Psychological foundations of morality and ethical behaviour in organisations | The Oxford Review

Psychological foundations of morality and ethical behaviour in organisations

Research Briefing

Keywords: morality, ethics, character, values, nine types of temperament model, ethical behaviour

In recent years there has been increasing interest, both within organisations, governments and research, in improving standards of ethical and moral behaviour, both in organisations and public life. Many of the avenues of research and organisational interest have been focused on moral cognition (recognising and thinking about ethical and moral aspects to situations and behaviour) and individual moral and ethical development.

Morals and ethics

Whilst the terms morals and ethics are usually used interchangeably within normal language usage, they are, in fact, quite different concepts:

  1. Ethics refers to a set of rules or standards provided by an external source, such as a professional association or workplace behavioural standards or codes of conduct, for example.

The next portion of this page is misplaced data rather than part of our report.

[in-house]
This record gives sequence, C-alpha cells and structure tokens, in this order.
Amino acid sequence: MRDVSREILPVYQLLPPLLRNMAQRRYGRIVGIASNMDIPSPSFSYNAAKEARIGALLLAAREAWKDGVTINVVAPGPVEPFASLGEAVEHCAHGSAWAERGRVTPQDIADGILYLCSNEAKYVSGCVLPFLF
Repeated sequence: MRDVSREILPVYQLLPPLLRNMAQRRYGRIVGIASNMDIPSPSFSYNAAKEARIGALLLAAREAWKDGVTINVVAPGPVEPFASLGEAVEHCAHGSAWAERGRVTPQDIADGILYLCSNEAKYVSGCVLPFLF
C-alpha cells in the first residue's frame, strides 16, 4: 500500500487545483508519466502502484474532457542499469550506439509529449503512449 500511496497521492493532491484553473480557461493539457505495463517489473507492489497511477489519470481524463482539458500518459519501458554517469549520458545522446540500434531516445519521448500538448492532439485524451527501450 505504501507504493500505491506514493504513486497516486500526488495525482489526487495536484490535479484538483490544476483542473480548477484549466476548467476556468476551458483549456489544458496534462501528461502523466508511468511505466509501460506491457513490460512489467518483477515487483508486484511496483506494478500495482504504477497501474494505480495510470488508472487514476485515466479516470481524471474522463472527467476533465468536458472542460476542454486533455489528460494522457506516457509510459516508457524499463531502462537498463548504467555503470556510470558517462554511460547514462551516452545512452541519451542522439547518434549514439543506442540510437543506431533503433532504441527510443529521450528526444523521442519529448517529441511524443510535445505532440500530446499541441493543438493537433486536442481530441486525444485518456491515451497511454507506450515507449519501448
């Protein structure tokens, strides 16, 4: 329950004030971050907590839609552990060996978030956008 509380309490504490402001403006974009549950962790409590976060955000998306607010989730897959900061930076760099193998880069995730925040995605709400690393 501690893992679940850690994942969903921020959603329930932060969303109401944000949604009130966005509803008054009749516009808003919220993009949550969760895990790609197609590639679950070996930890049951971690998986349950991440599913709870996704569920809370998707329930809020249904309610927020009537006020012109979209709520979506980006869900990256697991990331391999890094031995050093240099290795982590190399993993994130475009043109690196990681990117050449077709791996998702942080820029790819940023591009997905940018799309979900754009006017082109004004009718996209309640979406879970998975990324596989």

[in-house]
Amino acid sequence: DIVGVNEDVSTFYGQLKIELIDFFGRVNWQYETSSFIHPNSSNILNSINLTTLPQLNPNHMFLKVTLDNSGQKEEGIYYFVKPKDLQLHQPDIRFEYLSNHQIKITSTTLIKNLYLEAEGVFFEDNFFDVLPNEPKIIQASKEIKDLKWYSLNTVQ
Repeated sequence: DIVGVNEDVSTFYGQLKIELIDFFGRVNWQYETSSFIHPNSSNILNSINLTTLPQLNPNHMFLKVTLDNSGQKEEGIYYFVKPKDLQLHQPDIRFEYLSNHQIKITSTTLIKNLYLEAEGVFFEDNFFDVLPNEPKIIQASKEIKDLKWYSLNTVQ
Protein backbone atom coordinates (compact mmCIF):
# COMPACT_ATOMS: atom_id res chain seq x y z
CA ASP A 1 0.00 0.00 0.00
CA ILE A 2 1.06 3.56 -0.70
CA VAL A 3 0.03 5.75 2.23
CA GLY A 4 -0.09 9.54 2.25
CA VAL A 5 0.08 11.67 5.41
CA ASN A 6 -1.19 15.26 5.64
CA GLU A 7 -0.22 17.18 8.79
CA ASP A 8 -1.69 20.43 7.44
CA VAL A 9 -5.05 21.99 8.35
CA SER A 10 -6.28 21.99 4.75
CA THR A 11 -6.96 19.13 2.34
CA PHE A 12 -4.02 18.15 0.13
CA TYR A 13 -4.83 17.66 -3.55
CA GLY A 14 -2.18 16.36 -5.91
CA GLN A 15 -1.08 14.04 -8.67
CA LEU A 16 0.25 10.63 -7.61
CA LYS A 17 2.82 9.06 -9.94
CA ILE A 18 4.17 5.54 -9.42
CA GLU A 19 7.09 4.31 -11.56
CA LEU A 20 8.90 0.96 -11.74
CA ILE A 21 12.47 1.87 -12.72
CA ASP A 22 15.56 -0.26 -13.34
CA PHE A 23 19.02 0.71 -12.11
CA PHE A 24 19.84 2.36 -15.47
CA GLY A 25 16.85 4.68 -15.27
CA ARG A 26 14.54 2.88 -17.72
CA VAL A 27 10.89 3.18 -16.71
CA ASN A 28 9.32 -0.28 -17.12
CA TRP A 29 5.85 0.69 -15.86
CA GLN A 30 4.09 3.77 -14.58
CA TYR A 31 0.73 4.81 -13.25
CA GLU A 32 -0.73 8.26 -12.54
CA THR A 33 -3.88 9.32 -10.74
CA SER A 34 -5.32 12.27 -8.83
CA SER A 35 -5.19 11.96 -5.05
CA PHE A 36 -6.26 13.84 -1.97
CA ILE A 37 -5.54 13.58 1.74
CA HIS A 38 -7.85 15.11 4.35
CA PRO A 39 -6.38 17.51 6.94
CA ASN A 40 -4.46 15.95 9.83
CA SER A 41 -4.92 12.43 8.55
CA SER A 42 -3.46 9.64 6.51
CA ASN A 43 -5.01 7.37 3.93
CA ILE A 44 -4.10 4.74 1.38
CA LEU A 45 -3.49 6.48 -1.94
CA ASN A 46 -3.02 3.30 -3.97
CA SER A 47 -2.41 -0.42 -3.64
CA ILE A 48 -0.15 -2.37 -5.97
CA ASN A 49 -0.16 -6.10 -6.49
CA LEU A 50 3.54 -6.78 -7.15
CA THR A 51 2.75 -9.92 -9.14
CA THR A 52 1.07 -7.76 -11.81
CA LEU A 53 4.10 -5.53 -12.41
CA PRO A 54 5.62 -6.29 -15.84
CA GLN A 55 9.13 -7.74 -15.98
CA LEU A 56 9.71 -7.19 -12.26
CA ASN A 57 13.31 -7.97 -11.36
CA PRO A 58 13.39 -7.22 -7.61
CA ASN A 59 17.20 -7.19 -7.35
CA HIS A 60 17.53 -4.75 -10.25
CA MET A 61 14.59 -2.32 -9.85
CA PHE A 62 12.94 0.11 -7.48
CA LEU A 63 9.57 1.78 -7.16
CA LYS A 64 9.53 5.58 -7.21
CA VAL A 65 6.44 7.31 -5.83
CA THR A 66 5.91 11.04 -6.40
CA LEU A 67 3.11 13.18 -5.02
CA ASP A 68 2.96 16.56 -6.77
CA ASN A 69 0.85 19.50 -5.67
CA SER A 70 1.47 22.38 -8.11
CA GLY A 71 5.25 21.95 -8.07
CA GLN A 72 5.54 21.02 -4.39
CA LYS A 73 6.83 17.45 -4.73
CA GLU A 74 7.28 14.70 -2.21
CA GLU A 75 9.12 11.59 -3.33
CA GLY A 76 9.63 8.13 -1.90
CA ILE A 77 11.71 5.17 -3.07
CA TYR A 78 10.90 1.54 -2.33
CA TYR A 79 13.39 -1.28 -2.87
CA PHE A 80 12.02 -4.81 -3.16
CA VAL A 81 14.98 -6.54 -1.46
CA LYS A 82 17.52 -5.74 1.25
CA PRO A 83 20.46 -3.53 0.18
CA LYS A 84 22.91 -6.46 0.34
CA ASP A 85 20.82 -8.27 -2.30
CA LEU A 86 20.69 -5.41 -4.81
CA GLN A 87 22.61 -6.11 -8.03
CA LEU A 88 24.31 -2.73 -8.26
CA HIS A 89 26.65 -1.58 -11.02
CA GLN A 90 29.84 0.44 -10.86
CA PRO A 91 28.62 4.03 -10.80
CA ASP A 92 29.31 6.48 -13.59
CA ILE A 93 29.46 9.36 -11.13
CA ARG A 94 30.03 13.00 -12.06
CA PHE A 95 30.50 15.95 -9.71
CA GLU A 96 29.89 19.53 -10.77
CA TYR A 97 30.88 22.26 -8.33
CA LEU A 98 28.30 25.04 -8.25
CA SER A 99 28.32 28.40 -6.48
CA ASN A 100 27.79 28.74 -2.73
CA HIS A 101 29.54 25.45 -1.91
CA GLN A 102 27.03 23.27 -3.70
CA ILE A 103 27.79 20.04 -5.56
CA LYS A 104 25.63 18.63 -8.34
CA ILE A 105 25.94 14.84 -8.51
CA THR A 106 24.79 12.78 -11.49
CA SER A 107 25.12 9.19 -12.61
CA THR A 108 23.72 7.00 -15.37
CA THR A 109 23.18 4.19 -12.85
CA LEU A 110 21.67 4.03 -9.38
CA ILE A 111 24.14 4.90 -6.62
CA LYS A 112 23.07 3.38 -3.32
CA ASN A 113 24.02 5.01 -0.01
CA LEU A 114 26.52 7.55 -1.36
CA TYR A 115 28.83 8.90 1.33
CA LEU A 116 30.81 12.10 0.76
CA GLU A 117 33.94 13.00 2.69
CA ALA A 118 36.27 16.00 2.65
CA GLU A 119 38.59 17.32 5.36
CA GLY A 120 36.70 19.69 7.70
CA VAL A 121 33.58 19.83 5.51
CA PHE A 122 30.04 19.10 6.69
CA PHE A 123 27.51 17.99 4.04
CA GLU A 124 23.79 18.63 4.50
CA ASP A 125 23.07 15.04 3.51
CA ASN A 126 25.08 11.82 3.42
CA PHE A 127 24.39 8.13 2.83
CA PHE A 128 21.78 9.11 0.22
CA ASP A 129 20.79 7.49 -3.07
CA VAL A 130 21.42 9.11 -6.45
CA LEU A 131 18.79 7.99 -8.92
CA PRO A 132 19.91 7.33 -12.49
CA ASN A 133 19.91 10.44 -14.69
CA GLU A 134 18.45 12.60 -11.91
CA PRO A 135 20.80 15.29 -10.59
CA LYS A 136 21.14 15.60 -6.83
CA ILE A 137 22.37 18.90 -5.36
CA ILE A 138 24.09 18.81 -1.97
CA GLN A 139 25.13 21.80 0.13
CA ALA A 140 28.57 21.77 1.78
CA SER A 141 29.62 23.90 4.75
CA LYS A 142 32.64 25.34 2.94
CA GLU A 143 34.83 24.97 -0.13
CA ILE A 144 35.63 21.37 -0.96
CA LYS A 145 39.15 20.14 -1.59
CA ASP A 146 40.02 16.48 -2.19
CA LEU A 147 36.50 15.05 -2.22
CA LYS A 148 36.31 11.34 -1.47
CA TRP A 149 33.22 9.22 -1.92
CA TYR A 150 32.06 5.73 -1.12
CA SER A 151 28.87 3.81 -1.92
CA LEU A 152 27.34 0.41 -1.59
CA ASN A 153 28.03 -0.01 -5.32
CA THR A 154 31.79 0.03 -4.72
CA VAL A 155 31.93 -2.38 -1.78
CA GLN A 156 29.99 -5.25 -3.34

2. Morals refer to an individual’s own principles, regarding what they see to be right and wrong.

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Disclaimer: This is a research review, expert interpretation and briefing. As such it contains other studies, expert comment and practitioner advice. It is not a copy of the original study – which is referenced. The original study should be consulted and referenced in all cases. This research briefing is for informational and educational purposes only. We do not accept any liability for the use to which this review and briefing is put or for it or the research accuracy, reliability or validity. This briefing as an original work in its own right and is copyright © Oxford Review Enterprises Ltd 2016-2019. Any use made of this briefing is entirely at your own risk.

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